US President Barack Obama has hinted he will make another push to fight climate change after cruising to a new term, but his room for maneuver will be limited even with a new focus after megastorm Sandy.
Obama, whose hopes for a law restricting carbon emissions blamed for rising temperatures died in the Senate during his first term, alluded to climate change at his victory rally after the issue's near absence during the campaign.
"We want our children to live in an America that isn't burdened by debt, that isn't weakened by inequality, that isn't threatened by the destructive power of a warming planet," Obama told cheering supporters in Chicago.
Listing areas on which "we've got more work to do," Obama said he hoped the United States would work on "freeing ourselves from foreign oil."
Senator Harry Reid, the leader of Obama's Democrats in the chamber where the party defied odds to increase its majority, also pledged to pay attention to climate change but did not offer specifics.
"Climate change is an extremely important issue for me and I hope we can address it reasonably," Reid said. "As we have seen with these storms that are overwhelming our country and the world, we need to do something about it."
Obama spoke little about climate change during the campaign and pledged to maintain the use of coal, a politically fraught issue in the United States where nearly 40 percent of electricity comes from the highly polluting source.
But a week before the election, superstorm Sandy ravaged the East Coast, briefly shutting down much of New York City and killing more than 100 people in the United States and Canada.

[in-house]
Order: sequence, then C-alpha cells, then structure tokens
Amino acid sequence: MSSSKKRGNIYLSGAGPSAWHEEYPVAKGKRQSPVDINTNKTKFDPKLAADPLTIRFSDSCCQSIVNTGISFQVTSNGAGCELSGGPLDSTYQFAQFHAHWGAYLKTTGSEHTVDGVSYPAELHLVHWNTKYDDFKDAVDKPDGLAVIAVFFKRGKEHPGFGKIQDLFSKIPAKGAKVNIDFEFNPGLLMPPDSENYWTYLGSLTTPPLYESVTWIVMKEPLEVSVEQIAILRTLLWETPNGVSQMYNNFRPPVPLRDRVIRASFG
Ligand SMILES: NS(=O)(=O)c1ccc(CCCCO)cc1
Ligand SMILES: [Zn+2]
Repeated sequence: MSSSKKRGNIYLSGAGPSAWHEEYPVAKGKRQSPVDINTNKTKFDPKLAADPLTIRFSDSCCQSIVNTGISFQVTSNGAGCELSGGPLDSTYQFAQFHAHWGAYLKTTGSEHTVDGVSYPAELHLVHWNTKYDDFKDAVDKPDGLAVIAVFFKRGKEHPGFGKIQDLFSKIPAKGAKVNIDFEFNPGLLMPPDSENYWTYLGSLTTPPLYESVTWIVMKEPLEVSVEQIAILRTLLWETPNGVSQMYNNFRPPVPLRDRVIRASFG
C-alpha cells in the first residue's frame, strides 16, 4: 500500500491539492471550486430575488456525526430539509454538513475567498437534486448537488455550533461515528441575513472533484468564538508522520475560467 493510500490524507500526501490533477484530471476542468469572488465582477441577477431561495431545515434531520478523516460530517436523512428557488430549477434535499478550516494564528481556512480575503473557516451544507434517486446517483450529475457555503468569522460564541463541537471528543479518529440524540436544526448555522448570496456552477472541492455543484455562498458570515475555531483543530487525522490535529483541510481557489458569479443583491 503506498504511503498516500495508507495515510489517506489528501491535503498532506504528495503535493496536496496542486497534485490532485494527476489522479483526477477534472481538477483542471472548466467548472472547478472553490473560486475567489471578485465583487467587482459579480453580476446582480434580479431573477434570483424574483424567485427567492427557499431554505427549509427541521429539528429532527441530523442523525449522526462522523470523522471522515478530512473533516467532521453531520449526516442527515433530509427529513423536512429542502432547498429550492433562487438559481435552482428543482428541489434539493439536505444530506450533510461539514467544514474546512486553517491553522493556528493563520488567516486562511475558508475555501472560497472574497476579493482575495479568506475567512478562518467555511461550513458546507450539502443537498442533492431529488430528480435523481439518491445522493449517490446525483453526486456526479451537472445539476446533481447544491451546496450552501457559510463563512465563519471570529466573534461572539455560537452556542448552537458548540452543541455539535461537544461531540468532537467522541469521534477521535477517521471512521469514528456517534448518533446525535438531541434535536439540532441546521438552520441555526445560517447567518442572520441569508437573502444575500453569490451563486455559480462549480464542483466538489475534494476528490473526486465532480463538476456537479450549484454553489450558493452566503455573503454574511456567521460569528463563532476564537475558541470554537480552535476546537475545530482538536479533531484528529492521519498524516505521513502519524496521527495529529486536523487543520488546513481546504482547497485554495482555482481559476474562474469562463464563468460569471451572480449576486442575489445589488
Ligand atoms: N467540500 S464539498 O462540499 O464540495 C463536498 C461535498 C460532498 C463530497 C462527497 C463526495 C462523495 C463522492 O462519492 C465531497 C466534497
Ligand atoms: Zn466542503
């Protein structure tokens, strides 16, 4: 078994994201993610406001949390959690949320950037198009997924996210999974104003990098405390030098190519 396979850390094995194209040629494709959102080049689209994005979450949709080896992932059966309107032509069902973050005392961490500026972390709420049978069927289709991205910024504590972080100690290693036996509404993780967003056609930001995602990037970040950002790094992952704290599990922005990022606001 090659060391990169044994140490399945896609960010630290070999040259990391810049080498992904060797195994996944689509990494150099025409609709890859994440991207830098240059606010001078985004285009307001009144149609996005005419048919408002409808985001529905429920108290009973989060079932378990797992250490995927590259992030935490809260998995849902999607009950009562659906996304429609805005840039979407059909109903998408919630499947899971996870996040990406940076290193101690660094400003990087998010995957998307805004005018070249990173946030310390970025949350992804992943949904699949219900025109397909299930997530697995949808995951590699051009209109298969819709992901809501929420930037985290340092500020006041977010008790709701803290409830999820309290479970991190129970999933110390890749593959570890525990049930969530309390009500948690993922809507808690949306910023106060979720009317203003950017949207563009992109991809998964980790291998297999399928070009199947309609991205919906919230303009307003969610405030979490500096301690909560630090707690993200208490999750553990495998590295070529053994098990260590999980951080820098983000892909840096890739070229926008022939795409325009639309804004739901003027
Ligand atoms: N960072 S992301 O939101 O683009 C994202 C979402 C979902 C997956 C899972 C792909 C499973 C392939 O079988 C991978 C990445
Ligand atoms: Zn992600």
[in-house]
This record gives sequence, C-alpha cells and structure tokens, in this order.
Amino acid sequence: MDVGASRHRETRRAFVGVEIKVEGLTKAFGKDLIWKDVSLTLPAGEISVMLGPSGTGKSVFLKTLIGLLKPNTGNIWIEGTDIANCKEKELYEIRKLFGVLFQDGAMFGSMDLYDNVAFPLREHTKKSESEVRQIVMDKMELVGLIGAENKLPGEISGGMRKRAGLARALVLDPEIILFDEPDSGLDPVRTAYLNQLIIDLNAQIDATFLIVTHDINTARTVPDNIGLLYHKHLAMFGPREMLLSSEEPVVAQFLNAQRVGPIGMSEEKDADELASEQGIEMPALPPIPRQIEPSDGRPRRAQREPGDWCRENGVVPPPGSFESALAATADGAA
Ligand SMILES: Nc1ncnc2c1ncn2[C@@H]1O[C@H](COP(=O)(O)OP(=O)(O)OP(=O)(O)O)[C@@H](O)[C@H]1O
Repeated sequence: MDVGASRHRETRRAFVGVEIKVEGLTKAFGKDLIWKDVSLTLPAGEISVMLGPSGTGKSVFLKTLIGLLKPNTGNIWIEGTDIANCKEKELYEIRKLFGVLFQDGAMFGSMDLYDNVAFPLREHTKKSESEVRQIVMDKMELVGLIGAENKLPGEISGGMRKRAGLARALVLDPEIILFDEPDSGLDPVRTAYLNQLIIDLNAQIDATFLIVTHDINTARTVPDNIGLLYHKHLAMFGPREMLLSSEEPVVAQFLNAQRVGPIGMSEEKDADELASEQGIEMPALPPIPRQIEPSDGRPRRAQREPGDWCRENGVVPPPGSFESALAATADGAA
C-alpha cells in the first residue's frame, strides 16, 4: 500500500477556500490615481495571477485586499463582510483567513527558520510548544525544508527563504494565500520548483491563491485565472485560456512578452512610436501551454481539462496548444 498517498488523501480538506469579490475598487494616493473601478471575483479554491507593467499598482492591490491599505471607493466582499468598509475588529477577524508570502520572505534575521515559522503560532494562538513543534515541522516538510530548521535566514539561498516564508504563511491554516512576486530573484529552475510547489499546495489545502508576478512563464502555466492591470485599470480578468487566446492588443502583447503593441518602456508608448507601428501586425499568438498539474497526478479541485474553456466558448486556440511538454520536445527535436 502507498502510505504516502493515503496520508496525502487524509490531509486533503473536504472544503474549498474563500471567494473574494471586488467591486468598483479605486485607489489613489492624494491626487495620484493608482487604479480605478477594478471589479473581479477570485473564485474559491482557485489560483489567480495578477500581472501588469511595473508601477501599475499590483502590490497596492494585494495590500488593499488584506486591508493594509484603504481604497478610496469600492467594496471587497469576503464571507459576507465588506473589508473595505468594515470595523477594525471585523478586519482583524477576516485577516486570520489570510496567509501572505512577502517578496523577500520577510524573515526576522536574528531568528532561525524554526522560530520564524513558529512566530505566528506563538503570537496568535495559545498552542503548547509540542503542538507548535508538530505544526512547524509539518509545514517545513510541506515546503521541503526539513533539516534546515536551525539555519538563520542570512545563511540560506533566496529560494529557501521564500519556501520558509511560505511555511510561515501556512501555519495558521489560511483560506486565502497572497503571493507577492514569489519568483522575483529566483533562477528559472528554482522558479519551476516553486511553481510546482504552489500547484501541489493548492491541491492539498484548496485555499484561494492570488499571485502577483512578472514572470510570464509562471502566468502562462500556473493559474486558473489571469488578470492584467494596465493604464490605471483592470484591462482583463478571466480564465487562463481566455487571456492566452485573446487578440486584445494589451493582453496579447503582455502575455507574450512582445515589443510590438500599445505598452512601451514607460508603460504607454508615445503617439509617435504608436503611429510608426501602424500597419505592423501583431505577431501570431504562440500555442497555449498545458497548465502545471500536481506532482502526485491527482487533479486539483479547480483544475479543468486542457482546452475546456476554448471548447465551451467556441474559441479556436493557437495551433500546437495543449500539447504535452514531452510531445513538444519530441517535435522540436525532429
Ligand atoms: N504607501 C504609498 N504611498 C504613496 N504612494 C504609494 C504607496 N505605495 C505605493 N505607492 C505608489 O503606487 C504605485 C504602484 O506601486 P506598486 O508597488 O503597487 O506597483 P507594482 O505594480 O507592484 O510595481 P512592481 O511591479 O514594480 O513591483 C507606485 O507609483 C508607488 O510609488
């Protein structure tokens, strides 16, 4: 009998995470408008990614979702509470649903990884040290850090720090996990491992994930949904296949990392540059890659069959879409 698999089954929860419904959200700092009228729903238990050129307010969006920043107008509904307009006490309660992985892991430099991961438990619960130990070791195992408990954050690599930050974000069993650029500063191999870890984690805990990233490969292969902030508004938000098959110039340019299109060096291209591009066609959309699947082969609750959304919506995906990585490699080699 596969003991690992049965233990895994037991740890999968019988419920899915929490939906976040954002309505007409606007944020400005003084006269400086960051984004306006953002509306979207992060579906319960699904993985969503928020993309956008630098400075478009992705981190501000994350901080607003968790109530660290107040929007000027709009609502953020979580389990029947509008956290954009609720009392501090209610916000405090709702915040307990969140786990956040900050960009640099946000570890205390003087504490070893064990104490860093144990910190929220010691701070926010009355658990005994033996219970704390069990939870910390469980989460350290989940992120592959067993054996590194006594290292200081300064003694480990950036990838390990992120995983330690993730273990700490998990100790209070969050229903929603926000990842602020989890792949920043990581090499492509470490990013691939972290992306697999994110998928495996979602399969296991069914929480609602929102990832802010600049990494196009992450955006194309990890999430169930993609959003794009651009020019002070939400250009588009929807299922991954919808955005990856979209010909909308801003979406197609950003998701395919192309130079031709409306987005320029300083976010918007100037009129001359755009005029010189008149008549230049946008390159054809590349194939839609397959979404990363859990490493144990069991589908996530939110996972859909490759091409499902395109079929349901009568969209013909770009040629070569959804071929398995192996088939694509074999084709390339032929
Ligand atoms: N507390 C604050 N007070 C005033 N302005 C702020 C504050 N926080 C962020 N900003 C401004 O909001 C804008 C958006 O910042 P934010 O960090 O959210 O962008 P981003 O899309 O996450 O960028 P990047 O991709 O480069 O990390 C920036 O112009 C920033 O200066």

New York Mayor Michael Bloomberg, an independent, said that the storm may or may not be the result of climate change but called for immediate action. He pointed to Obama's position to make a last-minute endorsement of the president.
The election means that Obama will be able to keep in place his main measures against climate change. He has tightened vehicle emission standards and empowered the Environmental Protection Agency to regulate greenhouse gases from power plants.
Republicans—some of whom believe that climate change is a hoax—have sought to strip the federal agency of its authority and have rejected Obama's support for renewable energy alternatives such as solar and wind.
But with Republicans keeping control of the House and several Democratic senators disagreeing on energy policy, Obama would likely face an uphill struggle to pass any comprehensive regulation limiting carbon emissions.
Republican Mitt Romney, who lost to Obama, had accused Obama of being excessively beholden to environmental groups at the cost of jobs. At the Republican nominating convention in Tampa, Romney mocked Obama for trying to "slow the rise of the oceans" and "heal the planet."
"I think certainly there is a lot more hope than if Mitt Romney would have been elected president," said David Hamilton, director of global warming and energy programs for the Sierra Club environmental group.
Hamilton said he did not sense a mood for compromise by House Republicans but added: "Sometimes in history when the headwind is strong enough, staying in the same place is a notable achievement."
But the Center for Climate and Energy Solutions called on Obama and Congress to consider a carbon tax, which could also help the United States fill its fiscal hole.
"No one is better placed than the president to help Americans understand both the risks of a warming climate and the opportunities of a clean-energy transition," said the center's president, Eileen Claussen.
Obama's re-election likely brought some relief to climate policymakers in the European Union, which has been at the forefront of international regulations to fight climate change.
"Congratulations, Mr. Obama! Don't forget climate change this time. We need strong US involvement," Connie Hedegaard, the EU commissioner for climate action, wrote on Twitter.
Despite the lack of regulation, US carbon emissions fell to a 20-year low in the first three months of 2012 due to a switch from coal to natural gas and—ironically—a warmer winter.
UN-backed scientists, however, say that the world needs to cut emissions much more drastically to avoid the worst effects of global warming.
Explore further: Saving the Great Plains water supply